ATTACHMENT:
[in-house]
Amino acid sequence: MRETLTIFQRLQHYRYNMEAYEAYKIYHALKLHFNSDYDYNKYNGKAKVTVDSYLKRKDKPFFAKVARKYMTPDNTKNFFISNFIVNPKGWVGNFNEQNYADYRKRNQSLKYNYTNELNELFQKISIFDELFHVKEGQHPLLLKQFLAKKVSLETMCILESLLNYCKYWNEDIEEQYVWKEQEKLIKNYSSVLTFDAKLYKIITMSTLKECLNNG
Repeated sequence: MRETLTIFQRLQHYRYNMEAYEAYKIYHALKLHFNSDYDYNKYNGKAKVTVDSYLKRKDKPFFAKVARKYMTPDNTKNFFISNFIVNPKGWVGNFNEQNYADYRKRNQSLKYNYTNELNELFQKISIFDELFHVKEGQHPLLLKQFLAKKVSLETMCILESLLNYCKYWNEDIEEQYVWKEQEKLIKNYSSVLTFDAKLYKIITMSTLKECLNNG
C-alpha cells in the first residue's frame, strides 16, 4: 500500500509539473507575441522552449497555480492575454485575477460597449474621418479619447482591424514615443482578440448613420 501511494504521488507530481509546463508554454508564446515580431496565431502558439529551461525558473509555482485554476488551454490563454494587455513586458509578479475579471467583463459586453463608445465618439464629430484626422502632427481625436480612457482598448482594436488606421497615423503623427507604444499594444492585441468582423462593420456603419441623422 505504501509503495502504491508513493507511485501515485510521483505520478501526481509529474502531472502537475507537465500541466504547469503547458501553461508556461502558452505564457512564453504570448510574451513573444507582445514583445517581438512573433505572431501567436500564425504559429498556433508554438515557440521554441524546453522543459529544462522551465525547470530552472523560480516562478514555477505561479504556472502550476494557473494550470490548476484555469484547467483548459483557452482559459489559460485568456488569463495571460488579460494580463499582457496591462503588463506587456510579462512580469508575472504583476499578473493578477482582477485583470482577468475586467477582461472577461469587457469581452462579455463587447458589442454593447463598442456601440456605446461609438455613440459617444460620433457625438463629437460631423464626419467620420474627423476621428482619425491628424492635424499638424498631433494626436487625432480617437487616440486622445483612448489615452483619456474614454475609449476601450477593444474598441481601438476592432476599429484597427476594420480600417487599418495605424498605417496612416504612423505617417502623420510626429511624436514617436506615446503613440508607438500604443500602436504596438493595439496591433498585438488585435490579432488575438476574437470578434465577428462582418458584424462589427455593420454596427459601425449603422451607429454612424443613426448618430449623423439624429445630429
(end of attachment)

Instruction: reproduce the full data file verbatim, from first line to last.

[in-house]
Amino acid sequence: MRETLTIFQRLQHYRYNMEAYEAYKIYHALKLHFNSDYDYNKYNGKAKVTVDSYLKRKDKPFFAKVARKYMTPDNTKNFFISNFIVNPKGWVGNFNEQNYADYRKRNQSLKYNYTNELNELFQKISIFDELFHVKEGQHPLLLKQFLAKKVSLETMCILESLLNYCKYWNEDIEEQYVWKEQEKLIKNYSSVLTFDAKLYKIITMSTLKECLNNG
Repeated sequence: MRETLTIFQRLQHYRYNMEAYEAYKIYHALKLHFNSDYDYNKYNGKAKVTVDSYLKRKDKPFFAKVARKYMTPDNTKNFFISNFIVNPKGWVGNFNEQNYADYRKRNQSLKYNYTNELNELFQKISIFDELFHVKEGQHPLLLKQFLAKKVSLETMCILESLLNYCKYWNEDIEEQYVWKEQEKLIKNYSSVLTFDAKLYKIITMSTLKECLNNG
C-alpha cells in the first residue's frame, strides 16, 4: 500500500509539473507575441522552449497555480492575454485575477460597449474621418479619447482591424514615443482578440448613420 501511494504521488507530481509546463508554454508564446515580431496565431502558439529551461525558473509555482485554476488551454490563454494587455513586458509578479475579471467583463459586453463608445465618439464629430484626422502632427481625436480612457482598448482594436488606421497615423503623427507604444499594444492585441468582423462593420456603419441623422 505504501509503495502504491508513493507511485501515485510521483505520478501526481509529474502531472502537475507537465500541466504547469503547458501553461508556461502558452505564457512564453504570448510574451513573444507582445514583445517581438512573433505572431501567436500564425504559429498556433508554438515557440521554441524546453522543459529544462522551465525547470530552472523560480516562478514555477505561479504556472502550476494557473494550470490548476484555469484547467483548459483557452482559459489559460485568456488569463495571460488579460494580463499582457496591462503588463506587456510579462512580469508575472504583476499578473493578477482582477485583470482577468475586467477582461472577461469587457469581452462579455463587447458589442454593447463598442456601440456605446461609438455613440459617444460620433457625438463629437460631423464626419467620420474627423476621428482619425491628424492635424499638424498631433494626436487625432480617437487616440486622445483612448489615452483619456474614454475609449476601450477593444474598441481601438476592432476599429484597427476594420480600417487599418495605424498605417496612416504612423505617417502623420510626429511624436514617436506615446503613440508607438500604443500602436504596438493595439496591433498585438488585435490579432488575438476574437470578434465577428462582418458584424462589427455593420454596427459601425449603422451607429454612424443613426448618430449623423439624429445630429